Georgia State’s new Institute for Biomedical Sciences has opened with a mission of advancing research that improves human health, as well as educating and training future generations of leading biomedical scientists and health professionals.
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In this Q&A with Georgia State research writer LaTina Emerson, founding director Jian-Dong Li talks about the institute and its goals.
Q: Why did Georgia State start the Institute for Biomedical Sciences (IBMS)?
A: Despite tremendous advances in biological and medical research, significant gaps still exist between basic laboratory research and its clinical applications. Now more than ever there is an urgent need for bridging basic research to clinical management strategies. To meet this significant challenge and promote translational research from bench to bedside, the interface between the biomedical science disciplines has emerged as one of the most exciting interdisciplinary research fields in science. To significantly and rapidly accelerate Georgia State University as a recognized leader in this area, the Institute for Biomedical Sciences (IBMS) has been established to expand its contribution and efforts to research and education in these areas.
Q: What is the goal for the Institute for Biomedical Sciences?
A: IBMS will be a leading multidisciplinary research and education (degree-granting) institute dedicated to advancing fundamental and innovative biomedical research that improves human health as well as educating and training future generations of leading biomedical scientists and health (non-M.D.) professionals related to biomedical sciences.
Q: What degree and certificate programs will this institute offer?
A: IBMS plans to offer interdisciplinary undergraduate and graduate programs in biomedical sciences leading to the Ph.D., M.S., and B.S. degrees (and certificate programs for health professionals related to biomedical sciences). The program will provide graduate and undergraduate students with world-class educational and research opportunities to prepare for a wide variety of biomedical careers in industry, research, education and medicine.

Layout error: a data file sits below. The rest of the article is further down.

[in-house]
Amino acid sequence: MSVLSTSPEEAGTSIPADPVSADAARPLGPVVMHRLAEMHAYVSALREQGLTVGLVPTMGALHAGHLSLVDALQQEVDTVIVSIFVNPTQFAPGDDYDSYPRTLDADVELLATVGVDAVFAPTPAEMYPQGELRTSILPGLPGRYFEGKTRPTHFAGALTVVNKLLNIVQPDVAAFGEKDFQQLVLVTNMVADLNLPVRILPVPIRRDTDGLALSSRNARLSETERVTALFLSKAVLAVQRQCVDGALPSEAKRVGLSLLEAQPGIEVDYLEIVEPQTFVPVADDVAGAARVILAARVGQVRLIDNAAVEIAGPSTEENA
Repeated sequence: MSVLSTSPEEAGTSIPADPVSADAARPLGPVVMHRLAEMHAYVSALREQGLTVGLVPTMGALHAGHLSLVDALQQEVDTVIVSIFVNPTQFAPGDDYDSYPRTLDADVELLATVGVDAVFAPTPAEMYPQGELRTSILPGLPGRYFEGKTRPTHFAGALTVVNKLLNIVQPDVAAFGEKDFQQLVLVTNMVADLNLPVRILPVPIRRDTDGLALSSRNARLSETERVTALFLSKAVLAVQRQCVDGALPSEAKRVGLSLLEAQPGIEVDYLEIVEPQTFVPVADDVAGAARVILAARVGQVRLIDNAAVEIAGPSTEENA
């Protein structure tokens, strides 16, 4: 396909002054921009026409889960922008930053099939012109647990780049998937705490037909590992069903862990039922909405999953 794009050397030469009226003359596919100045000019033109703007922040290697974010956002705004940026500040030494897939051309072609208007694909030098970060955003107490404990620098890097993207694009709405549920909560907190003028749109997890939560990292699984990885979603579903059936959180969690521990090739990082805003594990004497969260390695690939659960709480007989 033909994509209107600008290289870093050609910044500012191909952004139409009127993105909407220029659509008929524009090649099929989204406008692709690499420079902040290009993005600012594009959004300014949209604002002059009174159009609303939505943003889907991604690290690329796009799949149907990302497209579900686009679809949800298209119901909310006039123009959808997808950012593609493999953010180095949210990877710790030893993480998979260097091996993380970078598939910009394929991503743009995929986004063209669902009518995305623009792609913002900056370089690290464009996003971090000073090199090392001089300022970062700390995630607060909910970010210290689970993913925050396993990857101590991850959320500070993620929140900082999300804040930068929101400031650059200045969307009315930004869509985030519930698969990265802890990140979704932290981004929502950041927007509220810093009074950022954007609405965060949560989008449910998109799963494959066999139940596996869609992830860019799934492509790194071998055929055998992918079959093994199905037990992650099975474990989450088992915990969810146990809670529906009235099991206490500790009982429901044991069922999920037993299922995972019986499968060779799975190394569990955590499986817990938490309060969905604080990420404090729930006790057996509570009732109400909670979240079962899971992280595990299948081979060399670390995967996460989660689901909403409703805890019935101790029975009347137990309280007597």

Q: How will the Institute for Biomedical Sciences affect Atlanta and the state of Georgia?
A: IBMS will leverage the university’s technology licensing and commercialization infrastructure to translate its innovation and discoveries into market. Outcomes will include direct licensing to existing industry as well as the launch of new companies having the potential to develop into platform industries. Given its broader role in a public university, IBMS will also leverage its core strengths to impact public benefit. This may, for example, include the discovery of new compounds or therapeutic strategies that will have a profound impact on infectious diseases or disorders endemic to developing countries without the potential for substantial economic return.
Q: Will the Institute for Biomedical Sciences partner with any Atlanta area, Georgia or national organizations in its research and education efforts?
A: IBMS will not only build a strong research presence in biomedical sciences, but will also foster a unique environment to promote synergistic and interdisciplinary collaboration with units internal to the university, other Georgia and non-Georgia research institutions, major medical centers, private sector (for example, biopharmaceutical, biotech) companies and organizations/foundations, including the Georgia Research Alliance and Georgia Bio, to develop world-class multidisciplinary research and education programs.
Q: What are your responsibilities as founding director of the Institute for Biomedical Sciences?
A: My major responsibilities are to lead a joint effort to establish a leading multidisciplinary research and education (degree-granting) institute dedicated to advancing fundamental and innovative biomedical research that improves human health as well as educating and training future generations of leading biomedical scientists and health professionals related to biomedical sciences.
Q: What research areas will this institute focus on?
A: IBMS will promote interdisciplinary research that drives advances in biomedical sciences through synergistic collaboration, ultimately leading to better patient care. The focus will be on understanding the mechanistic basis for a variety of important human diseases, such as inflammatory, immunologic and infectious diseases, and developing innovative approaches to prevention, diagnosis and treatment.
Q: What university-level research centers will be part of the Institute for Biomedical Sciences? What is the focus of each center?
A: IBMS will initially build on existing strengths in inflammation, immunity and infection, microbial pathogenesis, translational medicine including translational immunology, oncology, and therapeutics and diagnostics related to biomedical sciences.
Q: Are there opportunities for commercial products to be created from research at the institute?
A: There will be ample opportunities for commercial products to be developed from research at IBMS. Examples include development of universal vaccines for flu, novel anti-viral drugs, and new anti-inflammatory agents with fewer side effects.
Q: What types of biomedical careers will the Institute for Biomedical Sciences prepare students for?
A: Previous efforts have mainly focused on providing training in either basic laboratory research or clinical studies and there is a lack of sufficient workers skilled in the translational biomedical sciences field. One of the major goals of IBMS is to provide a world-class interdisciplinary training environment for preparation of technically skilled students who are capable of filling the diverse workforce needs in the biomedical sciences.